The Red Bull Air Race Is Out Of This World

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The Red Bull Air Race Is Out Of This World

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The Annual Red Bull Air Race launches pilots into another realm.

Created in 2003, the Red Bull Air Race Championship pushes racing to extremes not found anywhere else. The series visits some of the most picturesque cities and coastal areas worldwide, with the 2019 season having kicked off in February in Dubai. The eight-round schedule will also race above the Kazanka River in Russia, Lake Balaton in Hungary, the Indianapolis Motor Speedway, and Europe before finishing the season in Saudi Arabia.

Nicholas Ivanoff, who races for Team Hamilton (the series’s official timekeeper), is one of the longest-standing pilots in the series. A member of the French Aerobatics Team since 1997 (think Canada’s Snowbirds or the U.S. Navy Blue Angels), he joined the series in 2005, garnering five total wins and finishing top-five in the championship three times.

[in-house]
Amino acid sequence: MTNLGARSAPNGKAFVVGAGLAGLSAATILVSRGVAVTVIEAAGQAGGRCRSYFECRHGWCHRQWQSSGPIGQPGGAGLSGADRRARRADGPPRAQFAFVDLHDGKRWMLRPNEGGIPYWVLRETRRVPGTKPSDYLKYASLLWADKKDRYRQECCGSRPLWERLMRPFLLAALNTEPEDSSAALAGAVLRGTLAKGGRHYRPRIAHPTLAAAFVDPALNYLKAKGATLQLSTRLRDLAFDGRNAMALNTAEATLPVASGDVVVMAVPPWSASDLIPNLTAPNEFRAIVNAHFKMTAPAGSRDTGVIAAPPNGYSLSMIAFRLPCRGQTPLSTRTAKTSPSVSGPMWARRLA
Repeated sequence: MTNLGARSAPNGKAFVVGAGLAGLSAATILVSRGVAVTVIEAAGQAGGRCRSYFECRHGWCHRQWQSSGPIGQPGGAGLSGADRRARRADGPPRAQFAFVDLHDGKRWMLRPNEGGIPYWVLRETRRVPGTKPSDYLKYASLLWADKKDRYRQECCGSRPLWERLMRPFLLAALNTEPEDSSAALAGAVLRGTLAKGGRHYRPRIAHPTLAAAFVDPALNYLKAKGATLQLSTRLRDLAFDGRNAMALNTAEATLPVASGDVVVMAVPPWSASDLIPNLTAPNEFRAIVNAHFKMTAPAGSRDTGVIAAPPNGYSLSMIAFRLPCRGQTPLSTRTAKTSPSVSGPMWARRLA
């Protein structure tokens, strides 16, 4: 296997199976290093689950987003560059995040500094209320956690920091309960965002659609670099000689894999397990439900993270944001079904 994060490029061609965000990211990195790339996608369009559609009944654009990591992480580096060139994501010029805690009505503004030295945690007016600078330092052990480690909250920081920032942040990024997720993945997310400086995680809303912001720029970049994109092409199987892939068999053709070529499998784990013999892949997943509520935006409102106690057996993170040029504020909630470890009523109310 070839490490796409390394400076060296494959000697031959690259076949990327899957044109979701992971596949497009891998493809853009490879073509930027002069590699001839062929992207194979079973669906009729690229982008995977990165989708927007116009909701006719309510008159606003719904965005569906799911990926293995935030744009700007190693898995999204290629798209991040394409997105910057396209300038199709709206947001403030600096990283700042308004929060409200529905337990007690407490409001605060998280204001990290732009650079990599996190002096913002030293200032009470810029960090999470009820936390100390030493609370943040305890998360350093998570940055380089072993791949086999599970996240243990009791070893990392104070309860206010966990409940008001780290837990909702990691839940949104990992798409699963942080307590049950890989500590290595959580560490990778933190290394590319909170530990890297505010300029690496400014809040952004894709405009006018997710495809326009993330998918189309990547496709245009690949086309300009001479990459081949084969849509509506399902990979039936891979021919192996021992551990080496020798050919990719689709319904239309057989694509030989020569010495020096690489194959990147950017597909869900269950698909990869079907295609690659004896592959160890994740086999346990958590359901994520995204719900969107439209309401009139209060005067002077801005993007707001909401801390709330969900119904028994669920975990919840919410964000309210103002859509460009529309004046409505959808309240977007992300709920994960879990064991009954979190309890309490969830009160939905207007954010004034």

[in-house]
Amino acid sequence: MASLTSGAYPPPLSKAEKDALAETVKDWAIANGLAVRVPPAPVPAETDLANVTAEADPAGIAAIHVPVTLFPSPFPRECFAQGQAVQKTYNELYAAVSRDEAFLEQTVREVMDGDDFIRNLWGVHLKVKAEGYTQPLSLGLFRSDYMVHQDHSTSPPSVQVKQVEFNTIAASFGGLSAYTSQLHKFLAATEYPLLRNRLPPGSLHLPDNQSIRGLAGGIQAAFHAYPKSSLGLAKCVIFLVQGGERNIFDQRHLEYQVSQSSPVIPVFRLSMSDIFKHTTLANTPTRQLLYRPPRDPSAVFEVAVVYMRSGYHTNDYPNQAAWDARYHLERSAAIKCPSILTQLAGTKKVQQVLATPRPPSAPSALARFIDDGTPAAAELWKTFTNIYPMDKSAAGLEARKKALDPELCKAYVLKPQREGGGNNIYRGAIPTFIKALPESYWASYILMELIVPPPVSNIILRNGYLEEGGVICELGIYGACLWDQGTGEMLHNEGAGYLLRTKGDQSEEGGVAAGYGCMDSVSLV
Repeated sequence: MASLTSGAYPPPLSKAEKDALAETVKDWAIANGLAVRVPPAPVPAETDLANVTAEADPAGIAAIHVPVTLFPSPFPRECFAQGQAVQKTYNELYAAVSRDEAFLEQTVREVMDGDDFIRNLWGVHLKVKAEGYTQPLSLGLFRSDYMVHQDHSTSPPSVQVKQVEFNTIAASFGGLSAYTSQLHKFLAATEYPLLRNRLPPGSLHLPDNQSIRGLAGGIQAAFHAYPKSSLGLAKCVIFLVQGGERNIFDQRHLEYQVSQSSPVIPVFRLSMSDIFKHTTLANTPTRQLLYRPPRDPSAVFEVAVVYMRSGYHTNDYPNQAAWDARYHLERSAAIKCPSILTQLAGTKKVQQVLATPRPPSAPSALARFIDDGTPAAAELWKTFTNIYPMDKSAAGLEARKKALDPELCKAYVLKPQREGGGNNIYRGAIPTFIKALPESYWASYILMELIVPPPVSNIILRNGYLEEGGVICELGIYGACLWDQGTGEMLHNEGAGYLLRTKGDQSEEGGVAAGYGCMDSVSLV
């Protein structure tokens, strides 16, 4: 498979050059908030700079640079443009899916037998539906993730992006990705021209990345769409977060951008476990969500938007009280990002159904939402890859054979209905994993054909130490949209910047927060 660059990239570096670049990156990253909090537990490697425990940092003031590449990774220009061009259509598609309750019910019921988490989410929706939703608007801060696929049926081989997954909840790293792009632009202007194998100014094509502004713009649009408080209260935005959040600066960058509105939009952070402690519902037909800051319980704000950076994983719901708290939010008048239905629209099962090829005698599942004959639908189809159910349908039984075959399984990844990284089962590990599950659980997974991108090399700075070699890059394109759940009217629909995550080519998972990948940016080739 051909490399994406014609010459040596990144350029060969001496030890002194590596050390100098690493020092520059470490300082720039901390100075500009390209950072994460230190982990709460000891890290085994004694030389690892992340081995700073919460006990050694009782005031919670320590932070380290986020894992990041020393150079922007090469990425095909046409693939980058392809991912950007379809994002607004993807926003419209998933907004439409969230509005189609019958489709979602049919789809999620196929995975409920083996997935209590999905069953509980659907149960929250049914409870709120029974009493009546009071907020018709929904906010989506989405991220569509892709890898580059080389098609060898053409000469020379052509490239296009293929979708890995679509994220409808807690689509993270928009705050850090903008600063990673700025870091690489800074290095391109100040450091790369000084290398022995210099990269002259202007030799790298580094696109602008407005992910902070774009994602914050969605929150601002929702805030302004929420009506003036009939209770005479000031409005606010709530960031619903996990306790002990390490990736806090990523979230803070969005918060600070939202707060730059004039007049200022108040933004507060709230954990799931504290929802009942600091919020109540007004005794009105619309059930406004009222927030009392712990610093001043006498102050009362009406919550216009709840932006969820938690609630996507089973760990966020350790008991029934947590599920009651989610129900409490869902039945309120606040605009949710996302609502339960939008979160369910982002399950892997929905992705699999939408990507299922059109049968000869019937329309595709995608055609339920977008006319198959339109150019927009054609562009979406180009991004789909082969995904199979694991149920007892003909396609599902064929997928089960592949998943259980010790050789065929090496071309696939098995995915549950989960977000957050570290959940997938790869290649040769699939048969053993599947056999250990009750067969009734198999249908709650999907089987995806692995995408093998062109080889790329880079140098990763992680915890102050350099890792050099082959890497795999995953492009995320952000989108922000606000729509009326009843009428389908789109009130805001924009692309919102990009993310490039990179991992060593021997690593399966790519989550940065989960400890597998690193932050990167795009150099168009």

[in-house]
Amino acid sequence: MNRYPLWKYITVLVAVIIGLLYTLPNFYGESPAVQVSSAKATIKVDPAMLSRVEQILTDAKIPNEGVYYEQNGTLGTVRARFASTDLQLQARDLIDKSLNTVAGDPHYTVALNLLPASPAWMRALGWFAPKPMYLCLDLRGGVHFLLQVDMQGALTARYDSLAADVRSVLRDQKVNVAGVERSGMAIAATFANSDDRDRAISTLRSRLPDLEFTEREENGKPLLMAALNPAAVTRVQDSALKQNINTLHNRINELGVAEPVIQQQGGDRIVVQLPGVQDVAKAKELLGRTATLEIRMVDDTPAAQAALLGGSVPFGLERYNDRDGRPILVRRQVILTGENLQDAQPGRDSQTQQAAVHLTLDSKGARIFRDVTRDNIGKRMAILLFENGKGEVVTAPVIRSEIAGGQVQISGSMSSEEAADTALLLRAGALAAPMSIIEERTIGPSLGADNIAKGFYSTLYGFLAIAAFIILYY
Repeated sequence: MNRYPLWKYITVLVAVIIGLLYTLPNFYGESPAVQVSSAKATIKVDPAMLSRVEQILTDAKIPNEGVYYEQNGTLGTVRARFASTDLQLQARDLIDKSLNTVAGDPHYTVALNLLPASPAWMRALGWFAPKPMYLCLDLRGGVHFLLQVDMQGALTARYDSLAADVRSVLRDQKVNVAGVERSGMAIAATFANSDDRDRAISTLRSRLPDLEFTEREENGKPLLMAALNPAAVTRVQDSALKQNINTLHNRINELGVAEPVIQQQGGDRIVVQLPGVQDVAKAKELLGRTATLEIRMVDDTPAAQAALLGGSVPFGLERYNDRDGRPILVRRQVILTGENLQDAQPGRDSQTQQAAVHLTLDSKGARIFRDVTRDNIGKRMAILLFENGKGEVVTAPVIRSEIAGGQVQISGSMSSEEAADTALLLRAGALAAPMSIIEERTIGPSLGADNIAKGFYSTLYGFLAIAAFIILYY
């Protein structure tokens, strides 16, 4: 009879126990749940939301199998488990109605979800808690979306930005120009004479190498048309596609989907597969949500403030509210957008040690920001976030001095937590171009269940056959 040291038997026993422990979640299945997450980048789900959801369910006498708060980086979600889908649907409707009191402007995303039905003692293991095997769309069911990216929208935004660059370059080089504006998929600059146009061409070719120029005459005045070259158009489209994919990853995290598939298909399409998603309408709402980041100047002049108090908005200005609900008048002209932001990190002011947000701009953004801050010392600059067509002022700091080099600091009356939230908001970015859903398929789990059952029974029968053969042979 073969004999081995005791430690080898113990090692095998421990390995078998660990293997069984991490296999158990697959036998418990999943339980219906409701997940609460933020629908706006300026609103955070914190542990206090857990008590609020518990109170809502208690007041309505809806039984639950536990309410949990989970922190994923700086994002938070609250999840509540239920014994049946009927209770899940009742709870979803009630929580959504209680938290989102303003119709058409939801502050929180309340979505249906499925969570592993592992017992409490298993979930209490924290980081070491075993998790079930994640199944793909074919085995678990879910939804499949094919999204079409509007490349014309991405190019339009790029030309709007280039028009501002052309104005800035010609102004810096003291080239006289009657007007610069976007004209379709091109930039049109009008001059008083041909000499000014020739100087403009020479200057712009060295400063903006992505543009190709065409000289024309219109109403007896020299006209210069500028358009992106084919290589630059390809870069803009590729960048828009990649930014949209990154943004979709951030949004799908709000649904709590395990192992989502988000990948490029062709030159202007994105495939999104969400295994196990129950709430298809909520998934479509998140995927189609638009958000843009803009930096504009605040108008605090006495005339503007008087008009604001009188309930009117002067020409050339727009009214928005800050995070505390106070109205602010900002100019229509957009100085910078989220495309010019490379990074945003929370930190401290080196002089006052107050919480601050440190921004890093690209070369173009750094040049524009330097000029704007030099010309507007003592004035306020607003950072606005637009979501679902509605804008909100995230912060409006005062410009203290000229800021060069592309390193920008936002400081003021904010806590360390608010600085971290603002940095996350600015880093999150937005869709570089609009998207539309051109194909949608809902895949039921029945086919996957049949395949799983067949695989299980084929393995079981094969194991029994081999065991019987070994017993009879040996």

Canadian Pete McLeod took a much different route into the series, flying bush planes atop his father’s lap at just three years old around Red Lake, Ontario. By 16, McLeod obtained his private licence before pushing his limits in classical aerobatic training. He is the youngest pilot to compete in the Red Bull series, joining at the age of 25, and becoming its youngest-ever winner just five years later in Las Vegas. Collecting seven total podiums and third in the standings in 2017, the Hamilton-sponsored pilot races under his own banner on Team McLeod, and is constantly searching for ways to gain a competitive edge.

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